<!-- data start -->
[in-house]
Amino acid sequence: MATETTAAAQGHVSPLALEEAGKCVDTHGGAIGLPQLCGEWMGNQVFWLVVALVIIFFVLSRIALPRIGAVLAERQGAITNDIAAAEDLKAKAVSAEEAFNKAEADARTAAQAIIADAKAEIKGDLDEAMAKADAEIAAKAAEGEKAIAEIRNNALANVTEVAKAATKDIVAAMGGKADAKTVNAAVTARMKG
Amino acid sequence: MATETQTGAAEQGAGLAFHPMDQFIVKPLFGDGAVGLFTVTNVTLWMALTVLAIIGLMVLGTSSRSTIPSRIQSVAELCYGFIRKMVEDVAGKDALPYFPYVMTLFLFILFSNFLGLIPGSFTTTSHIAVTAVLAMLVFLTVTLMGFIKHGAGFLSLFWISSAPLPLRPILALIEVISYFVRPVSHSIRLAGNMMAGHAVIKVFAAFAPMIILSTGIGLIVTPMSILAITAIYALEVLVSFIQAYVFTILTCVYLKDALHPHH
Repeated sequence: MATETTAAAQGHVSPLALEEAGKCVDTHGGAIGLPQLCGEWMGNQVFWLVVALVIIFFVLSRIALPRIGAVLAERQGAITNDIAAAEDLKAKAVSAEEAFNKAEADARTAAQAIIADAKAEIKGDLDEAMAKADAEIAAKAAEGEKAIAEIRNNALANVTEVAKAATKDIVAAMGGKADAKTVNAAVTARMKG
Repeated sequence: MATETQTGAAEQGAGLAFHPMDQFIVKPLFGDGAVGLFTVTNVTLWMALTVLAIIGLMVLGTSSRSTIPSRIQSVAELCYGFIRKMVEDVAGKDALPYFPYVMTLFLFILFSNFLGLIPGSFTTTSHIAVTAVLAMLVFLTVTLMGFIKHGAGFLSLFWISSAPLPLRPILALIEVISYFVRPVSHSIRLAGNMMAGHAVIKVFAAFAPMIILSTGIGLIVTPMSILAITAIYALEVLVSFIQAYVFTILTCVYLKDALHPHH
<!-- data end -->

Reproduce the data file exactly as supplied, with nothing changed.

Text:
[in-house]
Amino acid sequence: MATETTAAAQGHVSPLALEEAGKCVDTHGGAIGLPQLCGEWMGNQVFWLVVALVIIFFVLSRIALPRIGAVLAERQGAITNDIAAAEDLKAKAVSAEEAFNKAEADARTAAQAIIADAKAEIKGDLDEAMAKADAEIAAKAAEGEKAIAEIRNNALANVTEVAKAATKDIVAAMGGKADAKTVNAAVTARMKG
Amino acid sequence: MATETQTGAAEQGAGLAFHPMDQFIVKPLFGDGAVGLFTVTNVTLWMALTVLAIIGLMVLGTSSRSTIPSRIQSVAELCYGFIRKMVEDVAGKDALPYFPYVMTLFLFILFSNFLGLIPGSFTTTSHIAVTAVLAMLVFLTVTLMGFIKHGAGFLSLFWISSAPLPLRPILALIEVISYFVRPVSHSIRLAGNMMAGHAVIKVFAAFAPMIILSTGIGLIVTPMSILAITAIYALEVLVSFIQAYVFTILTCVYLKDALHPHH
Repeated sequence: MATETTAAAQGHVSPLALEEAGKCVDTHGGAIGLPQLCGEWMGNQVFWLVVALVIIFFVLSRIALPRIGAVLAERQGAITNDIAAAEDLKAKAVSAEEAFNKAEADARTAAQAIIADAKAEIKGDLDEAMAKADAEIAAKAAEGEKAIAEIRNNALANVTEVAKAATKDIVAAMGGKADAKTVNAAVTARMKG
Repeated sequence: MATETQTGAAEQGAGLAFHPMDQFIVKPLFGDGAVGLFTVTNVTLWMALTVLAIIGLMVLGTSSRSTIPSRIQSVAELCYGFIRKMVEDVAGKDALPYFPYVMTLFLFILFSNFLGLIPGSFTTTSHIAVTAVLAMLVFLTVTLMGFIKHGAGFLSLFWISSAPLPLRPILALIEVISYFVRPVSHSIRLAGNMMAGHAVIKVFAAFAPMIILSTGIGLIVTPMSILAITAIYALEVLVSFIQAYVFTILTCVYLKDALHPHH